It’s about 4 p.m. on a warm fall afternoon in Manhattan, in 1989. I’ve just visited my last client of the day at his apartment in Stuyvesant Town, the apartment complex across 20th Street from Peter Cooper Village, where I’d lived as a child. I’m free for the rest of the afternoon, and all night, and I have no plans to go home to my own apartment in Hoboken, because I’m falling in love with David, and I don’t want to be anywhere other than his studio apartment on Suffolk Street, where I’ve recently started spending most of my nights, against anyone’s better judgement but my own.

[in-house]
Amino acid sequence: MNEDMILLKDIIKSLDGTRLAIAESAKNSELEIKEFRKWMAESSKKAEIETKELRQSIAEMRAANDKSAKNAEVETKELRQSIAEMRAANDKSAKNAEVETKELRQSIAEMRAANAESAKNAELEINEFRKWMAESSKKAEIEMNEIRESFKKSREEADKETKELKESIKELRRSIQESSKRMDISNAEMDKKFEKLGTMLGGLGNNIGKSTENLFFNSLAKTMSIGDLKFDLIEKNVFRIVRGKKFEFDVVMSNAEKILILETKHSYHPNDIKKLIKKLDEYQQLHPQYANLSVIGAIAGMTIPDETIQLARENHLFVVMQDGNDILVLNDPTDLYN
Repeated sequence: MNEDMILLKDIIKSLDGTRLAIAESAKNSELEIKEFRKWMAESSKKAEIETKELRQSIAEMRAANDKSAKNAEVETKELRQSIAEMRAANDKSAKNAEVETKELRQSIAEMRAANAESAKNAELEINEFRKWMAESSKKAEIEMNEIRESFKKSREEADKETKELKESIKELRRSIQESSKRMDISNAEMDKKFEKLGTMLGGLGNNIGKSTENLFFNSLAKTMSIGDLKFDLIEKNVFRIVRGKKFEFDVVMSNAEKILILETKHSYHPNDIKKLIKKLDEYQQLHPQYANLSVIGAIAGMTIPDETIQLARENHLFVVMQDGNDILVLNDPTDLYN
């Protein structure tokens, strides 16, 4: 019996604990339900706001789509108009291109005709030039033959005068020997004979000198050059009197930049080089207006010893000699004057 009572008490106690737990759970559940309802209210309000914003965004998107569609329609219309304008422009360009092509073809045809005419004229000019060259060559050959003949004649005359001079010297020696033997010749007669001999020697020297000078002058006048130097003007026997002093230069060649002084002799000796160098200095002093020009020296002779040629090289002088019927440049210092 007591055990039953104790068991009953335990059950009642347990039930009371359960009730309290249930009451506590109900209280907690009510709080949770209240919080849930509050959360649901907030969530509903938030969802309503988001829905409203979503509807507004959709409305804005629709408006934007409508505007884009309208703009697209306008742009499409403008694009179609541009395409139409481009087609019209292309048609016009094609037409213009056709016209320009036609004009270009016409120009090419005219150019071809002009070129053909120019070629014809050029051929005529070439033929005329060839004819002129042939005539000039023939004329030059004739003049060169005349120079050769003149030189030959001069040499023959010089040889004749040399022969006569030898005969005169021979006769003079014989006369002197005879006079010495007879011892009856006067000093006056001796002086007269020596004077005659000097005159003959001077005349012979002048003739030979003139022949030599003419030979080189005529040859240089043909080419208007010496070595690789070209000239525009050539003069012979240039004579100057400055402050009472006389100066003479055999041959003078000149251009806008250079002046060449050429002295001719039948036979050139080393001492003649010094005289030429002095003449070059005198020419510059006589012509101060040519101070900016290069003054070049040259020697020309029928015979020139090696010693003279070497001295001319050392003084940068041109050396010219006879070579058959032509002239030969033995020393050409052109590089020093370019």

So instead of walking up 14th Street to First Avenue to catch a bus across town, I cross the street and start south on Avenue A, toward David’s place. The afternoon light is orange and gold on the sidewalks and windows and storefronts, and I smell the East river, and pizza and Dominican food and bus exhaust and cigarette smoke. I have my Walkman on as I head downtown through the East Village, and I’m scared to death of what I’ve been doing with David and at the same time incredibly happy because I will be spending another night with him.
And my Walkman is playing the album Electric Warrior, by T. Rex. Whenever I hear the song “Mambo Sun,” that afternoon, and that intersection, and the way everything looked and smelled and felt, and the fear and joy of realizing that I was falling in love with a man who had AIDS and who was also my client, and that no one would ever be able to understand why I would take such a risk, all come back to me. It’s a memory I never want to lose.
Here’s the song: